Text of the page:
Bone-in vs. Bone-out - Which is Better?

We’ve discussed a few hot button topics that tend to get people fired up, including when to salt meat before cooking, which is the best fuel source for grilling, and why steak shouldn’t be grilled past medium. This time we are talking about cooking with the bone-in or out. Many suggest that barbecuing or even cooking bone-in is the only way to go, while others suggest that there is absolutely no difference regarding taste and texture. Bone-in vs. Bone-out, learn more about the benefits of both right here and form your own opinion.


What is a Bone?

First, we should explain what a bone is. Bones make the framework that bodies are made of. Whether it’s you and me or the chicken, pork, beef, or game that you are eating, they provide stability and framework for muscles and organs. Bones are made from collagen and calcium, as well as other important minerals. They act as reservoirs for many important chemicals and minerals such as fatty acids in the marrow. Bones are responsible for managing calcium balance, acid balance, and some metabolic functions within the body.

But what ARE they? Bones are made up of living cells and collagen that are part of a mineralized form in conjunction with inorganic matter consisting of hydroxyapatite – a combination of compacted calcium phosphate and mineral salt. They are nonporous but allow access to blood vessels that will help in passing the above-mentioned chemicals and minerals throughout the living system. They also contain red marrow – blood-forming stem cells and yellow marrow – which produces fat, cartilage, and bone.


Bone-in Grilling

Bones are pretty important to many functions in the body whether it’s a person or an animal. But what do they have to do with barbecuing? Many believe that all meat should be cooked with the bone in. There are thought to be many benefits to bone-in grilling, including:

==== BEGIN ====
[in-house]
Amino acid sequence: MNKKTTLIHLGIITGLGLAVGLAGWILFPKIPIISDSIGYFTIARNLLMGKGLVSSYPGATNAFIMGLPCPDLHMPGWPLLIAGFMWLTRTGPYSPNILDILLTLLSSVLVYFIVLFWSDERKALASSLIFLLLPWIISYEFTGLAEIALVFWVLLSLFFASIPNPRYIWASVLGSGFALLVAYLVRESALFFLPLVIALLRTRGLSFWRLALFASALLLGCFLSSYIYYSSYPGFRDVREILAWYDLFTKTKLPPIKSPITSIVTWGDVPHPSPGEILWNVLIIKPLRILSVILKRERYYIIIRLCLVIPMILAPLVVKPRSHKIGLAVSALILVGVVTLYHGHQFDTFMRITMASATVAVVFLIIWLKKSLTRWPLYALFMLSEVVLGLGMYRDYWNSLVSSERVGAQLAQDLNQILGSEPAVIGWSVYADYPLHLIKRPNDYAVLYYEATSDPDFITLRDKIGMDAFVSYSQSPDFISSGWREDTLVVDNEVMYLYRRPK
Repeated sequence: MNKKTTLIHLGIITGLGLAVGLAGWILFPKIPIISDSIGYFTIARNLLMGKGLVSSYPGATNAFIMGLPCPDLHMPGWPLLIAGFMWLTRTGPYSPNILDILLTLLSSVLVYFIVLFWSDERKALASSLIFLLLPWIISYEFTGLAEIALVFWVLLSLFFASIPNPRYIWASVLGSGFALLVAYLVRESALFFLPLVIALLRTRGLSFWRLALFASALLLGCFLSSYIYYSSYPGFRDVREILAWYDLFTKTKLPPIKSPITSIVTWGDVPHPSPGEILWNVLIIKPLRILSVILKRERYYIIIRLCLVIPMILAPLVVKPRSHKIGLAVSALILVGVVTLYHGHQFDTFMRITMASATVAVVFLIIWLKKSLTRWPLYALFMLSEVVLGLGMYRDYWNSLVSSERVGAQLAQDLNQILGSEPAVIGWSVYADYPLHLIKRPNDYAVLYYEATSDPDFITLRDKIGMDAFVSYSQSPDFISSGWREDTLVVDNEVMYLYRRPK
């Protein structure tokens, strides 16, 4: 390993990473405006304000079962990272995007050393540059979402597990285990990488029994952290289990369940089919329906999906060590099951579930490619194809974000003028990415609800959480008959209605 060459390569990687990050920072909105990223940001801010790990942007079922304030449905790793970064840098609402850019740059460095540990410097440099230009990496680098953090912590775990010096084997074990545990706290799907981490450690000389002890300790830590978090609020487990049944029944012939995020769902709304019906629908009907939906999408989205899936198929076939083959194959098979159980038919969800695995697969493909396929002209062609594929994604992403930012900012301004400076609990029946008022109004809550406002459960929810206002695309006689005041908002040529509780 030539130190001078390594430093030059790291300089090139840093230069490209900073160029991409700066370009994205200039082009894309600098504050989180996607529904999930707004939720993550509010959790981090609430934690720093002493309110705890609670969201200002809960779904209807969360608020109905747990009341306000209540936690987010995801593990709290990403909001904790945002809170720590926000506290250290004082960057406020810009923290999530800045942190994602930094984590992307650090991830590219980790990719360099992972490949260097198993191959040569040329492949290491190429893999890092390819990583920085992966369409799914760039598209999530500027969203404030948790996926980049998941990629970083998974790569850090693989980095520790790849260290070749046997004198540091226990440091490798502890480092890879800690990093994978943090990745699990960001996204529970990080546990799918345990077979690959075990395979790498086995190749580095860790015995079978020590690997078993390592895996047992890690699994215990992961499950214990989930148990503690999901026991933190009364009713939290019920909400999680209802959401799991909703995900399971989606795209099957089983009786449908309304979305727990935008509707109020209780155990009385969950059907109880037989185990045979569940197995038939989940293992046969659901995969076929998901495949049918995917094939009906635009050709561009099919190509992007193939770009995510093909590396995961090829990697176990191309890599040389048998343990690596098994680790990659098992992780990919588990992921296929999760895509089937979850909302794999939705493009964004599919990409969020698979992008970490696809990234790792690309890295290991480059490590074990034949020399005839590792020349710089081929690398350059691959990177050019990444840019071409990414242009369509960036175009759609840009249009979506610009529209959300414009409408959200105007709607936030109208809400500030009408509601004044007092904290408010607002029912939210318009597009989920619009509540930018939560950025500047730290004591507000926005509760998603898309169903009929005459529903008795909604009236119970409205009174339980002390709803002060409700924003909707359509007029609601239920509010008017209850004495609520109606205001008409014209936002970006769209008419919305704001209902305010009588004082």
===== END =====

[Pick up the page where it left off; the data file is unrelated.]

• Providing micronutrients like calcium, phosphorus, sodium and magnesium

  • Supplying food with additional gelatin and glycine, which are great for your digestive health and prevent inflammation in the body

  • Meat cooked bone-in is said to be more tender, flavorful and holds its shape better

  • Bone-in meat is less expensive

While these things are true and the extra money in your pocketbook is great, there are few things about these benefits that should be explored.


Micronutrients and Gut Health

Yes, you can receive micronutrients from bones when cooking, however, it depends on the preparation method. As mentioned above, bones are not porous enough to release marrow into the meat, plus there is a layer of collagen that adds an additional barrier between bone and meat. Any dry cooking method like barbecuing, frying, roasting or baking will not help in transporting these substances, not to mention that when meat is prepared for consumers the blood is removed so there is no transference from the vessels inside the bone into the meat.

That is not the case with other methods like braising and simmering. When the bone has been cut in such a way that it directly exposes the marrow, you will find a difference, however, these methods of cooking are not directly flavoring the meat and those micronutrients are passing into the liquid.


More Tender and Flavorful

It is said that the meat near the bone will always be more tender and flavorful. Cooking anything bone-in requires a little finesse. The meat near the bone is insulated. In fact, it will generally be between 5 and 10°F cooler than the meat throughout the rest of the cut. That means that the meat being cooked will be cooked more away from the bone, while that which is nearer the bone will be less cooked. If you are a medium-rare kind of person who is cooking a steak to that temperature you will run into one of two problems. A perfectly medium-rare steak with the bone in will have the meat near the bone range anywhere from blue to completely raw. Or, if you cook so that the meat near the bone hits that sweet sweet medium-rare, the meat further from the bone will be overcooked compared to your preference.